Navigating the streets of Manhattan on a vehicle is hard enough as a pedestrian or behind the wheel of a car. But imagine having to do it on a bicycle--without the benefit of either a sidewalk or an airbag. Now picture having to do it while delivering documents on a tight deadline. That's the world we're thrown into in the pulsatingly thrilling Premium Rush.
Joseph Gordon-Levitt plays Wilee, a cocky, balls-to-the-wall bike messenger. He never stops. Literally, his bike has no breaks. No gear shifts either. To him, it's part of the rush, integral to what he considers his ethos. To others, he merely has a death wish. That also happens to be the main reason, Vanessa (Dania Ramirez)--a fellow bike messenger--wants to split up with him, giving Manny (Wolé Parks), Wilee's rival, a chance to swoop in.
Their headquarters are like some sort of mini Grand Central Station with cyclists running in and out and their boss Raj (Aasif Mandvi) on a headset taking calls and barking out orders for deliveries and pickups. The end of this particular day has an urgent call coming in just as all the messengers are leaving for the day. Either by sheer coincidence or screenwriter contrivance, the order is placed by Nima (Jamie Chung)--Wilee's friend and Vanessa's soon-to-be ex-roommate. It's an envelope, holding what we will soon learn is a ticket worth a lot of money. Just as he's about to leave, Bobby Monday (Michael Shannon), a corrupt police officer also after the ticket to pay off a large gambling debt tries to stop him from embarking on the delivery. But once it goes in the bag, Wilee tells him, it stays there until the destination.
The first of several high-octane car/bike chases begins here as Monday tries to stay on Wilee's heels from Columbia University all the way down to Chinatown. The story about the ticket--what it means, why it's worth so much--is mere MacGuffin. It's a credit to director/screenwriter David Koepp that it's compelling enough and the stakes are high enough that it all works, but I often wondered while watching the movie if it would be more successful as a sort of gonzo action movie, eschewing as much plot as possible and not letting us (or even Wilee himself) know why he was being chased.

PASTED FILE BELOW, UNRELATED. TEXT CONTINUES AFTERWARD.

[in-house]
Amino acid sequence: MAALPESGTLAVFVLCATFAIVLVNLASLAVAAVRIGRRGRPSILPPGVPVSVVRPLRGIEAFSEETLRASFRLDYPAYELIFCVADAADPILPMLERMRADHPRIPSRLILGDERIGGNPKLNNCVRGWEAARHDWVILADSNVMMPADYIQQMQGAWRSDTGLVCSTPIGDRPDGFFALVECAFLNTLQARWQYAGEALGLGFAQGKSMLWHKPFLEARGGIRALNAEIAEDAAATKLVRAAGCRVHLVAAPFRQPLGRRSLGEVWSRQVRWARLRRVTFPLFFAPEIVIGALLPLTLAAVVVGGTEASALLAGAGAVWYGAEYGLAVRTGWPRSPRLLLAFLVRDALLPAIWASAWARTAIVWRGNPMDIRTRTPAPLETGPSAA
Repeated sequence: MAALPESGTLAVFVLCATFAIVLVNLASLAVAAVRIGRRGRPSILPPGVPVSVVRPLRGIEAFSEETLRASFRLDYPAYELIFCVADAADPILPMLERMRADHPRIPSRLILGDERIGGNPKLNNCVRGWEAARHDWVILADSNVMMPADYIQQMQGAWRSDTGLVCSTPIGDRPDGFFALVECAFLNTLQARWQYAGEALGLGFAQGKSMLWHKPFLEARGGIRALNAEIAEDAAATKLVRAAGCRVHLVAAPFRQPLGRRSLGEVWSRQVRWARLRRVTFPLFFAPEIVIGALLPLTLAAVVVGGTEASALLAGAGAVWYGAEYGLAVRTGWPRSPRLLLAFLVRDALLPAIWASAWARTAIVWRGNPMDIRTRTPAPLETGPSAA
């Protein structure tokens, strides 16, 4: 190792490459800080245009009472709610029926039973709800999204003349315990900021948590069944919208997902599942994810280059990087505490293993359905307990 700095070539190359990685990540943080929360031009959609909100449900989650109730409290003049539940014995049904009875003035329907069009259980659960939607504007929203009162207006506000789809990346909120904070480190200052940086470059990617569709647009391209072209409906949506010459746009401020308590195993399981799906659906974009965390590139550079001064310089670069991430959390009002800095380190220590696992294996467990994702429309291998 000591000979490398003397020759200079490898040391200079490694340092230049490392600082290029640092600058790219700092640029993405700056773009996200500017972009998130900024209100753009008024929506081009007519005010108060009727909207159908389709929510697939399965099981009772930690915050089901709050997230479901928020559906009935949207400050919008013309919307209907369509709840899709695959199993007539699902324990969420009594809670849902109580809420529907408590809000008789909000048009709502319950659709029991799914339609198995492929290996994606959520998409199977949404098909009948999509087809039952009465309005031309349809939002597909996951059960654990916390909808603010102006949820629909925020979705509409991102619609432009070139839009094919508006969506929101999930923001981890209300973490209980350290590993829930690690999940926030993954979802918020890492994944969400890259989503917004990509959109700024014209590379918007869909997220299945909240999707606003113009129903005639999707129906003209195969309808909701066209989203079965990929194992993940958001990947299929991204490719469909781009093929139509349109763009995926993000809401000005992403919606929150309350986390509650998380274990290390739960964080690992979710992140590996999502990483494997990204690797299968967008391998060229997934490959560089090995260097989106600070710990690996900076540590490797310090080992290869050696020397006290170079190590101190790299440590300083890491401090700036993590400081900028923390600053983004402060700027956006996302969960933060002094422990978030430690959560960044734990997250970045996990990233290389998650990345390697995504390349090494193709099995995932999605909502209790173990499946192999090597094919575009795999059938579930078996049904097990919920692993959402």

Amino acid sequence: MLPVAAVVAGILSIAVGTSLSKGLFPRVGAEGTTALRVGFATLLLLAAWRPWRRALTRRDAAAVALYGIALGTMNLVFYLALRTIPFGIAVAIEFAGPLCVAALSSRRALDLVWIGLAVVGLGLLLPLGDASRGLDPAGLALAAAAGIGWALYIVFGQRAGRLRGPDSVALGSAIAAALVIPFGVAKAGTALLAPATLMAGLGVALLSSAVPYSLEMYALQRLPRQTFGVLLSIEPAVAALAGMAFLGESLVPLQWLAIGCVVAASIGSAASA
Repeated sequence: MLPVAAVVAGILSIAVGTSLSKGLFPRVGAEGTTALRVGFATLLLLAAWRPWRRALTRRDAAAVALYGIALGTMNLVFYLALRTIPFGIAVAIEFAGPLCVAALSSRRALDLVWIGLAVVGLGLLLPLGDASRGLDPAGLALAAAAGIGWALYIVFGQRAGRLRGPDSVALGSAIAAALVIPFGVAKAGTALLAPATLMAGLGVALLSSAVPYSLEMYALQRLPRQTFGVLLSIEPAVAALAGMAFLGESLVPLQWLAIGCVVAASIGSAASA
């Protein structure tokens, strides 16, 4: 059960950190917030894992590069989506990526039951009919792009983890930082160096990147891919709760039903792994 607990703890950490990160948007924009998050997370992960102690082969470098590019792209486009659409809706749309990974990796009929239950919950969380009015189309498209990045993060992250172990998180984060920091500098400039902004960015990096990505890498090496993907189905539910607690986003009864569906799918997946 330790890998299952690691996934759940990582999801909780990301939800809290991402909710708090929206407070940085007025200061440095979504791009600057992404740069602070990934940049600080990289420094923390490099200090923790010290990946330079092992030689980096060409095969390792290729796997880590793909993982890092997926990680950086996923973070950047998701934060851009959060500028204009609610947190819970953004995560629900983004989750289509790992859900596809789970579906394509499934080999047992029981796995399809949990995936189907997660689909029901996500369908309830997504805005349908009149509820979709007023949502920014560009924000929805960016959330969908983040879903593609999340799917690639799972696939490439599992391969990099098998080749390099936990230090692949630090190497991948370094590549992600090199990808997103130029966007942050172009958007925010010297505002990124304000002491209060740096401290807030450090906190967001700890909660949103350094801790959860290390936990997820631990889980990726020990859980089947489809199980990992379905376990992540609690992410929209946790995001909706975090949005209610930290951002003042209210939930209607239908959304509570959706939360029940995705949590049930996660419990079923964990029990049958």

But the opening shot of the movie announces a different set of narrative intentions. The film begins with a low-angle, slow-motion shot of Wilee flying through the air then landing in the middle of a busy intersection. He was hit by a cab and Vanessa is screaming at him (though it's inaudible since the camera switches to his point-of-view) to see if he's okay. The screen says "6:33" then pulls away above the action as the clock winds its way back to 5:30, where (at least part of) the story started.
The movie will continue to navigate like this--jumping back, catching up with itself, going back to explain something else. In lesser hands, that kind of overwriting (and over-exposition, really) would feel tedious. But here it never takes away from the momentum of the film and each flashback feels keenly in rhythm with its eventual lead-up to the bigger action scenes.
And those action scenes are quite exhilarating. The action isn't hyper-edited either as in, say, the Paul Greengrass Bourne movies. But it's the camera itself that provides the kinetic energy, following the cyclist as they go whizzing past the traffic-jammed cars and around the tight intersections at a high speed. There's a high rate of cutting, yes, but where many films overcut to the point of overwhelming confusion, this one gives you a real sense of space.
Gordon-Levitt has matured nicely from his child and teenage days to a pretty reliable leading man. Yet he still retains the exuberance of those early days that's nicely calibrated for the character of Wilee, especially in flashback scenes with Vanessa and the beginning scenes with Michael Shannon's Monday.
Shannon himself has a reputation for playing intensely offbeat characters, both in a leading and supporting role. But here Shannon undercuts Monday's potential menace with an exasperated ineffectualness. In his own way, he's as much of an anonymous everyman as Wilee. Yes, he's got some nominal power as a corrupt cop, but his desperate attempts at obtaining the ticket fail spectacularly. The film makes the explicit reference to our hero's cartoon namesake. But make no mistake, Monday's the Coyote here and Wilee's the Road Runner.
I've complained recently about the tired retreads we've been seeing this summer. It's a familiar refrain, yes, but if you're not suffering from a similar form of sequel-itis as I am, maybe you don't care. But if you are, then Premium Rush might just be a perfect antidote.